Ignore Line Length When Shopping, It Won't Get You There Faster

While empty lanes will always get you out of the store quickest, trying to judge which line will be fastest is more luck than anything else. Here's how to best get through long checkout lines during the holidays.

Bill Hammack, also known as The Engineer Guy, uses research about 19th century telephone systems to explain checkout lines in the video above. The basic premise is this: at any given time, there may be a large rush to the cashiers and there won't be enough cashiers to fill the need, causing delays. A queue for each lane exacerbates this, while one unified line (as some stores, like Whole Foods, have come to adopt) will move much faster — up to three times faster for a line serving three cashiers.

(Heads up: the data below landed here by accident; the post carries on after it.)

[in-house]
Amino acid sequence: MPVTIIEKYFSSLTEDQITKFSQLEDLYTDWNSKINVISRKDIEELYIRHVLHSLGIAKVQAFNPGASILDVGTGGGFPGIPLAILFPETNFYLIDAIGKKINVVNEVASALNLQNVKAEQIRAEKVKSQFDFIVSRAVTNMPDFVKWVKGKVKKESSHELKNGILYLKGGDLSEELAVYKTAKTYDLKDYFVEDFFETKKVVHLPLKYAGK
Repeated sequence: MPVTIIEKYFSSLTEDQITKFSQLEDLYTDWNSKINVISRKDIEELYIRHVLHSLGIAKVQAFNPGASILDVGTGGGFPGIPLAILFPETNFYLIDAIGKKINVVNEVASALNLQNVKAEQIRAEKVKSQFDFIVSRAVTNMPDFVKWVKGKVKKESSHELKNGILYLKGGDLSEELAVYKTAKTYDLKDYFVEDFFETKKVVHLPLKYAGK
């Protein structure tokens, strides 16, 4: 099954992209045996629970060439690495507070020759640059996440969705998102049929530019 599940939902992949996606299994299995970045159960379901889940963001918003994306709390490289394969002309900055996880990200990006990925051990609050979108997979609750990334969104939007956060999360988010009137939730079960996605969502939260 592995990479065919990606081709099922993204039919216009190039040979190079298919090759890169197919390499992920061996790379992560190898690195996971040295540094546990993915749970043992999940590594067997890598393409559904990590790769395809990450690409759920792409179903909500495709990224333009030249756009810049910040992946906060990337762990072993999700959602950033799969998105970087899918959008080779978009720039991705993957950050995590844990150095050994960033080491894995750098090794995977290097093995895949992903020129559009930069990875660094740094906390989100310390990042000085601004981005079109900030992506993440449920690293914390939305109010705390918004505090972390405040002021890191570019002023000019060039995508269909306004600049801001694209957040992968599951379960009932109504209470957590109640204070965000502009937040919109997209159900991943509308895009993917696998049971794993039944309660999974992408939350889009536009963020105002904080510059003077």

They also note, just as importantly, that there's a high chance that at least one of the other lines will move faster than yours — so the "pick the fastest line" game we often play when checking out doesn't usually do us much good. The moral? Stop stressing, pick a line, and make sure you've planned out your busy holiday weekend so you aren't pressed for time. Also, if you know of stores that use the one, unified queue approach, shop there — you'll get through checkout a lot faster. Check out the video for more information.

Why the Other Line is Likely to Move Faster [YouTube via Consumerist]


Comments

    I agree! I was at Kmart and picked the 5 items or less line thinking it would be quicker. However I had to wait quite a while due to the customers in front of me who had selected the wrong item...

    Target is one of the stores which takes this approach to shopping lines... i cant think of any others from the newcastle region though

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